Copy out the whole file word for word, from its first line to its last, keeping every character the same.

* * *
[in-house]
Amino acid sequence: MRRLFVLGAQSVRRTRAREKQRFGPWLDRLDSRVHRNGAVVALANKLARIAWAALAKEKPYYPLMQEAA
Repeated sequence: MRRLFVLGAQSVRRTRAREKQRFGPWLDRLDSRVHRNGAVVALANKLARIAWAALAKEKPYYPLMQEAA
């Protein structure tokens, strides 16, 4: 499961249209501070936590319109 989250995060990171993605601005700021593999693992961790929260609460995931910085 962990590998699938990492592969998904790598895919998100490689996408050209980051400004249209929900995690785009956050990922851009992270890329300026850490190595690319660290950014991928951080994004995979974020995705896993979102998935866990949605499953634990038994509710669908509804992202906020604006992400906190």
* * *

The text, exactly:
[in-house]
Amino acid sequence: MRRLFVLGAQSVRRTRAREKQRFGPWLDRLDSRVHRNGAVVALANKLARIAWAALAKEKPYYPLMQEAA
Repeated sequence: MRRLFVLGAQSVRRTRAREKQRFGPWLDRLDSRVHRNGAVVALANKLARIAWAALAKEKPYYPLMQEAA
């Protein structure tokens, strides 16, 4: 499961249209501070936590319109 989250995060990171993605601005700021593999693992961790929260609460995931910085 962990590998699938990492592969998904790598895919998100490689996408050209980051400004249209929900995690785009956050990922851009992270890329300026850490190595690319660290950014991928951080994004995979974020995705896993979102998935866990949605499953634990038994509710669908509804992202906020604006992400906190």